Gridding methods included with Surfer are divided into two general categories: exact interpolators and smoothing interpolators. Some exact interpolators can incorporate a smoothing factor that causes them to become smoothing interpolators.
Exact interpolators honor data points exactly when the point coincides with the grid node being interpolated. In other words, a coincident point carries a weight of essentially 1.0 and all other data points carry a weight of essentially zero. Even when using exact interpolators, it is possible that the grid file does not honor specific data points if the data points do not exactly coincide with the grid nodes. Refer to Weighted Averaging for more information on weights assigned during interpolation.
To increase the likelihood that your data are honored, you can increase the number of grid nodes in the X and Y direction. This increases the chance that grid nodes coincide with data points, thereby increasing the chance that the data values are applied directly to the grid file.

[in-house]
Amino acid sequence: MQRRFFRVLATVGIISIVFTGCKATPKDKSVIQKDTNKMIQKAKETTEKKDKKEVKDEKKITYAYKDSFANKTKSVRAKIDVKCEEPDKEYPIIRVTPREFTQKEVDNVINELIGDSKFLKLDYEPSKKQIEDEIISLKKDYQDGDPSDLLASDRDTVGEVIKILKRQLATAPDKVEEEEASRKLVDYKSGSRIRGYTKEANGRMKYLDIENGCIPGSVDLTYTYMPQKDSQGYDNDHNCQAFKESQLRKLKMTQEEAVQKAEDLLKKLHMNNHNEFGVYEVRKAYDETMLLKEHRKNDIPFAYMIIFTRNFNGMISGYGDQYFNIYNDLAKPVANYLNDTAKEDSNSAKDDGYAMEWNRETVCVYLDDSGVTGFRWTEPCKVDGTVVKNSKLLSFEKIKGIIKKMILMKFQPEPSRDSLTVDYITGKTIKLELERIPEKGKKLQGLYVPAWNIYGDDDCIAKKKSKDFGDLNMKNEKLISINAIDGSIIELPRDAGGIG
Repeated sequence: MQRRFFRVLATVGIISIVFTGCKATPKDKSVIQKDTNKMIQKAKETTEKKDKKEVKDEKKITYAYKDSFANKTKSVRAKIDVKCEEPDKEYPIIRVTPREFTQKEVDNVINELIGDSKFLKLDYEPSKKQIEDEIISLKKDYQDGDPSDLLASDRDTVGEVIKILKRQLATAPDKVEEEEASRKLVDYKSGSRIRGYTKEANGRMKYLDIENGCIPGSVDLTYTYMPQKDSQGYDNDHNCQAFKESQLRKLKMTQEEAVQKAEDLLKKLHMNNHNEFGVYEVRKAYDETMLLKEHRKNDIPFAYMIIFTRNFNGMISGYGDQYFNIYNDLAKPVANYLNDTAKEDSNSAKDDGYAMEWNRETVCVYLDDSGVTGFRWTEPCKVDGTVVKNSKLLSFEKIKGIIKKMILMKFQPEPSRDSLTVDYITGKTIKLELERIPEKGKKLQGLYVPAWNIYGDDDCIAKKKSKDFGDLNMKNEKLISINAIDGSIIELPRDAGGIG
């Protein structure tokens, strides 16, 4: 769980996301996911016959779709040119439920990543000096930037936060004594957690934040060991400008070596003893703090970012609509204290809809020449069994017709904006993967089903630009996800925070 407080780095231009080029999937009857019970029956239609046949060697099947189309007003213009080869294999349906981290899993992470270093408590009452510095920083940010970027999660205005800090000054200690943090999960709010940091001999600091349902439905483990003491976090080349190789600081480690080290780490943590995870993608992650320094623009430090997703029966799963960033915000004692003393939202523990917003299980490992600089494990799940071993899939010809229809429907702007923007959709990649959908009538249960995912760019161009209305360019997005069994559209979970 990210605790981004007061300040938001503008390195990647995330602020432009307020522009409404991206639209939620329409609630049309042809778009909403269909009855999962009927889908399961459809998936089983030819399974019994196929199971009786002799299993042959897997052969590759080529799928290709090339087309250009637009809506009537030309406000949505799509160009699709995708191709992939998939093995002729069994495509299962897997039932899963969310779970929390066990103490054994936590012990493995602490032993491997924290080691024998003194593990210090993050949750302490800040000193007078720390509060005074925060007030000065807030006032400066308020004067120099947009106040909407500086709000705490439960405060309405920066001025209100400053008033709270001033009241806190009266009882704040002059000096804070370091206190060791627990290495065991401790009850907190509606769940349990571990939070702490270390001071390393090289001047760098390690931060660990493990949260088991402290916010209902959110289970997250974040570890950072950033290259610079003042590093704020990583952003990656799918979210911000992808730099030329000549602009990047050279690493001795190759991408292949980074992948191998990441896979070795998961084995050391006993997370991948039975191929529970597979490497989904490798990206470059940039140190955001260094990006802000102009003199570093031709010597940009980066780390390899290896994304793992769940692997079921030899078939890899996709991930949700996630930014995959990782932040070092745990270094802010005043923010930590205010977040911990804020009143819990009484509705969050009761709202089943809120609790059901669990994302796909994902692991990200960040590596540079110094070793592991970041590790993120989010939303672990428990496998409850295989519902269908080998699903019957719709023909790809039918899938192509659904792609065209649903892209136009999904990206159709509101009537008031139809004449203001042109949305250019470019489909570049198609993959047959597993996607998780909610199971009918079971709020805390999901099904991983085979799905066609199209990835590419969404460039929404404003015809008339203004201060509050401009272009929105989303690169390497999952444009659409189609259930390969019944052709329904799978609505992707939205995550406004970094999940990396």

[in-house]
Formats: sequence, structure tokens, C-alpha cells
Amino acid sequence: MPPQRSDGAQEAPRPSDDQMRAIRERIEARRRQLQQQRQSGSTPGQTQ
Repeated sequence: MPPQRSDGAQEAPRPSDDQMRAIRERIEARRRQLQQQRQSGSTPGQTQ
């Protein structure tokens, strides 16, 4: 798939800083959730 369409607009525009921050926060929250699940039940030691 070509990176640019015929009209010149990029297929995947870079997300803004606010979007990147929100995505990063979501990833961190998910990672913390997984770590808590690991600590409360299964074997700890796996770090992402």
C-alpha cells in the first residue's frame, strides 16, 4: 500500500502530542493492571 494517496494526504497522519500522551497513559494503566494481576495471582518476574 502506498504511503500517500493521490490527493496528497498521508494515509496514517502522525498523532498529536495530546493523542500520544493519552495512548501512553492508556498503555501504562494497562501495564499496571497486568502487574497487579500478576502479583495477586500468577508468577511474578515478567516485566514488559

The following methods are exact interpolators:
Inverse Distance to a Power when you do not specify a smoothing factor
Kriging when you do not specify a nugget effect
Nearest Neighbor under all circumstances
Radial Basis Function when you do not specify an R2 value
Modified Shepard's Method when you do not specify a smoothing factor
Smoothing interpolators or smoothing factors can be employed during gridding when you do not have strict confidence in the repeatability of your data measurements. This type of interpolation reduces the effects of small-scale variability between neighboring data points. Smoothing interpolators do not assign weights of 1.0 to any single point, even when a point is exactly coincident with the grid node. When smoothing is used, weighting factors are assigned so the map is smoother. In the extreme case, all data points are given equal weight and the surface becomes a horizontal plane at the average for all data in the data file.
The following methods are smoothing interpolators:
Inverse Distance to a Power when you specify a smoothing factor
Kriging when you specify an error nugget effect
Radial Basis Function when you specify an R2 value
Modified Shepard's Method when you specify a smoothing factor
General Gridding Recommendation
Choosing Methods Based on the Number of XYZ Data Points
Creating a Grid File from an XYZ Data File
Producing a Grid File from a Regular Array of Z Values